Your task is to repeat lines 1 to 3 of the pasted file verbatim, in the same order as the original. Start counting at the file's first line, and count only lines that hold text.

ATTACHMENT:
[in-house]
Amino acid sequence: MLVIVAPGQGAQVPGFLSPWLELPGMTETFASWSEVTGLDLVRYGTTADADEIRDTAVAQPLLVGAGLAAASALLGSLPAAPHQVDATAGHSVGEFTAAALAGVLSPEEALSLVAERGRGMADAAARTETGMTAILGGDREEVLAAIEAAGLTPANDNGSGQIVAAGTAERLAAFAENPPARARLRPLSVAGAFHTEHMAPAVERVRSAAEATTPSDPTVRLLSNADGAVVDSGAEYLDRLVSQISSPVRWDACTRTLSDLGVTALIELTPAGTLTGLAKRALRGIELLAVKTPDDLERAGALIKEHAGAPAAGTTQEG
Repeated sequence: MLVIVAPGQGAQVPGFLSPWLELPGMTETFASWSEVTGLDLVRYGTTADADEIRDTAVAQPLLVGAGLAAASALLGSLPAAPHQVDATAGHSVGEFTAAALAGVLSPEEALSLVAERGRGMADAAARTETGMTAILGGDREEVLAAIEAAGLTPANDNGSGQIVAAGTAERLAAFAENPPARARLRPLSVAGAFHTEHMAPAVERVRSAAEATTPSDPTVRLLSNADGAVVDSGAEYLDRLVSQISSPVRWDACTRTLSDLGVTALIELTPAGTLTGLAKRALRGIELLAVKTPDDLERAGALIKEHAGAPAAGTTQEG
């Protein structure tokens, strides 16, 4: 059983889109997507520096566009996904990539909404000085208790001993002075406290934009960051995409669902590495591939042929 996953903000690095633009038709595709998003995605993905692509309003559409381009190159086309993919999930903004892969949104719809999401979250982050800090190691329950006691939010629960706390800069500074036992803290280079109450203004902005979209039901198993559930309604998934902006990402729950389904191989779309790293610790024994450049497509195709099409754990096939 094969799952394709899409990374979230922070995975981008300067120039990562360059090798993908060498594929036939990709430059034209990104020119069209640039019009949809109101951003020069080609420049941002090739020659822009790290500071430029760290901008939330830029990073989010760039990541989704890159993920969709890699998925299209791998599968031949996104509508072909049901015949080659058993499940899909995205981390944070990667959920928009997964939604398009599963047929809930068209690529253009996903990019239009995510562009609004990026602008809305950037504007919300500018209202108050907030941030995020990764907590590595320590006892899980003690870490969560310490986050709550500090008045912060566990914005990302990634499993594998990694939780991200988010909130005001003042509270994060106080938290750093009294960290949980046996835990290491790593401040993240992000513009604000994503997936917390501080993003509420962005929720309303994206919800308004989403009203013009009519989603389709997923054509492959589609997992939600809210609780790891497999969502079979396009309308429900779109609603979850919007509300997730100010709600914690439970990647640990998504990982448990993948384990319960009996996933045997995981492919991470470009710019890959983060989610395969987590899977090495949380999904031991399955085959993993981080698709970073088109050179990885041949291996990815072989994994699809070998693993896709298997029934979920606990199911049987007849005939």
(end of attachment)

[in-house]
Amino acid sequence: MLVIVAPGQGAQVPGFLSPWLELPGMTETFASWSEVTGLDLVRYGTTADADEIRDTAVAQPLLVGAGLAAASALLGSLPAAPHQVDATAGHSVGEFTAAALAGVLSPEEALSLVAERGRGMADAAARTETGMTAILGGDREEVLAAIEAAGLTPANDNGSGQIVAAGTAERLAAFAENPPARARLRPLSVAGAFHTEHMAPAVERVRSAAEATTPSDPTVRLLSNADGAVVDSGAEYLDRLVSQISSPVRWDACTRTLSDLGVTALIELTPAGTLTGLAKRALRGIELLAVKTPDDLERAGALIKEHAGAPAAGTTQEG
Repeated sequence: MLVIVAPGQGAQVPGFLSPWLELPGMTETFASWSEVTGLDLVRYGTTADADEIRDTAVAQPLLVGAGLAAASALLGSLPAAPHQVDATAGHSVGEFTAAALAGVLSPEEALSLVAERGRGMADAAARTETGMTAILGGDREEVLAAIEAAGLTPANDNGSGQIVAAGTAERLAAFAENPPARARLRPLSVAGAFHTEHMAPAVERVRSAAEATTPSDPTVRLLSNADGAVVDSGAEYLDRLVSQISSPVRWDACTRTLSDLGVTALIELTPAGTLTGLAKRALRGIELLAVKTPDDLERAGALIKEHAGAPAAGTTQEG